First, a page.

For people living here for any length of time, Dubai is like any other city in the world: crowded, busy, polluted, dusty and hot with unbelievable traffic jams. It is stunning, however, to see what the local people here managed to build up from nothing: a massive glass and steel city with breathtaking buildings, parks and every luxury facility you can imagine. A good thing here is that there is no income tax, which makes business flourish. There are of course beaches, sun and sand! The most negative aspects are very expensive rents and very, very hot weather that limits outdoor activities throughout the year. If you like green scenery, this is not for you! Must-see places are Palm Jumeirah, the Atlantis Hotel and aquarium, and the Burj Khalifa Tower, currently the tallest building in the world. If you like shopping this is the place to be: more than 200 shopping malls, and they are all anything but small!

    Zagreb is a completely different place, a typical Middle European city, green with old architecture, much like Vienna, Budapest or Prague, with lots of lakes and parks, great cafes and restaurants. Places to see in Zagreb are Old Town, with lot of bars and restaurants; Jarun Lake, famous for nightlife; Maksimir Park, for an easy stroll through a centuries-old forest; or just visit any of the city’s many museums.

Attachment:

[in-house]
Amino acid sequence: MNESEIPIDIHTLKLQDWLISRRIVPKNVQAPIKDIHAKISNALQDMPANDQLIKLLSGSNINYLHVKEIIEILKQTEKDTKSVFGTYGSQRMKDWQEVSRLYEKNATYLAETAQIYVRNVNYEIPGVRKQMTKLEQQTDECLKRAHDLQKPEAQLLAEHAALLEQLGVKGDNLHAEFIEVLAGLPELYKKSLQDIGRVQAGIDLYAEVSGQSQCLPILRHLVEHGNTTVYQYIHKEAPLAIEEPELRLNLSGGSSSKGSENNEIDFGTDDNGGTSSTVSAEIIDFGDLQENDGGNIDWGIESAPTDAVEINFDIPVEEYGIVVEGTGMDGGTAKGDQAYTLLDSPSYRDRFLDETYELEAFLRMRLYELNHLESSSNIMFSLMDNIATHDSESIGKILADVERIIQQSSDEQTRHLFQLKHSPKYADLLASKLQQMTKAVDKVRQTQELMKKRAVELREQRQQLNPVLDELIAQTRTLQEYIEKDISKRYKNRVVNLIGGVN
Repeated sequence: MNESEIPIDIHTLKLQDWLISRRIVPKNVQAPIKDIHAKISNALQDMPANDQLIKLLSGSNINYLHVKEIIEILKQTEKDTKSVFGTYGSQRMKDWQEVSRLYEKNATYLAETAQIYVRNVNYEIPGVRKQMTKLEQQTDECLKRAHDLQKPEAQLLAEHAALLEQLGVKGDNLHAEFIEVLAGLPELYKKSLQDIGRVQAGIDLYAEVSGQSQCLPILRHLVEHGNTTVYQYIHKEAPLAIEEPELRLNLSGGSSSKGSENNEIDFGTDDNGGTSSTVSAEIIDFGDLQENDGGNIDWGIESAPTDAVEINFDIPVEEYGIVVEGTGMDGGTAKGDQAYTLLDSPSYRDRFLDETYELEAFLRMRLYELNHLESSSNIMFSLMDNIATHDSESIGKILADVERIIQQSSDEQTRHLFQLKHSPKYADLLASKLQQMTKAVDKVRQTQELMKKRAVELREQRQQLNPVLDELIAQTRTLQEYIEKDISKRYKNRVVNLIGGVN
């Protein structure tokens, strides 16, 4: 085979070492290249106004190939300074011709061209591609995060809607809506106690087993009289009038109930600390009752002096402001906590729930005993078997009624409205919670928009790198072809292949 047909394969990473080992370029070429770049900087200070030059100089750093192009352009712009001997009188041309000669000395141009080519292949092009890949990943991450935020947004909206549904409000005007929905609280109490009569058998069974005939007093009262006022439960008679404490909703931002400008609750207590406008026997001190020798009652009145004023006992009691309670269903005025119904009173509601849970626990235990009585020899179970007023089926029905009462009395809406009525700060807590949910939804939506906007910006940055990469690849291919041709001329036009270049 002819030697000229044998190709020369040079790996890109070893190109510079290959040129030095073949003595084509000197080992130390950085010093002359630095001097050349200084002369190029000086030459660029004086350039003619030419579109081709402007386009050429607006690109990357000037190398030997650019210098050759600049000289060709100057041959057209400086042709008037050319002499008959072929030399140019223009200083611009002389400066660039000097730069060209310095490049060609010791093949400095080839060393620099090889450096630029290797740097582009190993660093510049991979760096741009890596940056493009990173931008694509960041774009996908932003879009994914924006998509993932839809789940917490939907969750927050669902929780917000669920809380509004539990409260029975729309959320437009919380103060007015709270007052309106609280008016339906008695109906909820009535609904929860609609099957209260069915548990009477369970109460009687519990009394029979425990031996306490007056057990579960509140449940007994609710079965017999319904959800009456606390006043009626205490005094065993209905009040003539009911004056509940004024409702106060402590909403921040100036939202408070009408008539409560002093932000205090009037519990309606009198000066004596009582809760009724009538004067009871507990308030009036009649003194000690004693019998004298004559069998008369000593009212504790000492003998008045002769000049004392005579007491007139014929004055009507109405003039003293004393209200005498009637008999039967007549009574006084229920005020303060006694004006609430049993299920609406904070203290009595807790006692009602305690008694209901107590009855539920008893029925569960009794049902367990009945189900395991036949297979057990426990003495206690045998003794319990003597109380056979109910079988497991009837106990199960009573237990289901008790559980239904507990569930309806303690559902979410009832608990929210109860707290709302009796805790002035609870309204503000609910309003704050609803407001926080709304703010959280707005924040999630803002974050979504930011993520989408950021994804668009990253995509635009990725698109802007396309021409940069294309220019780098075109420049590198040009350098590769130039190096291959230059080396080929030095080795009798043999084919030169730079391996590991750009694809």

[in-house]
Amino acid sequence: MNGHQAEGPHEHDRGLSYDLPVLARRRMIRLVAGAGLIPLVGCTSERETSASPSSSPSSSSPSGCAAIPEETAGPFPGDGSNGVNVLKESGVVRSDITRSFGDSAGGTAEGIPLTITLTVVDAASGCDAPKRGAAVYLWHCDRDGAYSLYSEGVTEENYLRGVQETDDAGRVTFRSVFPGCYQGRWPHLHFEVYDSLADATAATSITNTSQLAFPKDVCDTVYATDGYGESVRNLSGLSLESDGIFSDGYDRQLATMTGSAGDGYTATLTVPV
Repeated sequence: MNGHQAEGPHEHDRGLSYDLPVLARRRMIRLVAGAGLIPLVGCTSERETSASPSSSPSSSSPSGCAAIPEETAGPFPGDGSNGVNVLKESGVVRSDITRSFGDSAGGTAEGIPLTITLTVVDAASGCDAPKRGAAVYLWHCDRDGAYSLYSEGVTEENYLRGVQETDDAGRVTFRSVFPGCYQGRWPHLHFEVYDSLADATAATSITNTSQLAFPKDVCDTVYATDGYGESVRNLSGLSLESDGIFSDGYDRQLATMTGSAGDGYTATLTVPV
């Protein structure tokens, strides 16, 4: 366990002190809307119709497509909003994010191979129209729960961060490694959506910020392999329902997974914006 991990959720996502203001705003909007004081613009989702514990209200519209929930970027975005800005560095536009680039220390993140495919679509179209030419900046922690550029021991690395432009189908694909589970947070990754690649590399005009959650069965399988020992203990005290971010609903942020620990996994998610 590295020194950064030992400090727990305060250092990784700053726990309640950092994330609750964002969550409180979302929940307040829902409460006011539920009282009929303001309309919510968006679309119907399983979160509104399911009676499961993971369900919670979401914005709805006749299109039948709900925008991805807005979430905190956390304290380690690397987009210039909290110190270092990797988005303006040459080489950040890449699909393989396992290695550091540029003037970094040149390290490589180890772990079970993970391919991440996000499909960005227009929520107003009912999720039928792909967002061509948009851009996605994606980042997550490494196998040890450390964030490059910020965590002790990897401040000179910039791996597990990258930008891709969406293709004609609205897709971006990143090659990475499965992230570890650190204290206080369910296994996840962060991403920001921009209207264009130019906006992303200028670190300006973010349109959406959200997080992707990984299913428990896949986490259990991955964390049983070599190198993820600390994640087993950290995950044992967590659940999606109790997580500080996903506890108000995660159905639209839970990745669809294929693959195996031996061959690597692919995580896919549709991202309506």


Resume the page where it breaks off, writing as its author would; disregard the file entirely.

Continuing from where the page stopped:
English is your second language, but one of your Web sites is an English-language one. How difficult is it for you to produce an affiliate site in a language that is not your native tongue?

    Being a native English speaker is a tremendous advantage. It helps you understand the nuances and specifics of the language better, especially in strong markets like the U.K. and the U.S. However, these days, when everybody more or less speaks English, it is easier to get into those markets without being a native English speaker. No matter what language you use, it’s all about content; content is king,.

    Your native language is Croatian. We know you speak English. But according to your GPWA profile, you also speak Dutch. When and how did you learn Dutch?

    I learned Dutch living in Amsterdam for five years, from 1994 to 1999. I studied Multimedia and Design there in English, but picked up a lot of Dutch just living there. I consider Amsterdam my second home and always like to go there and see friends and the old canals!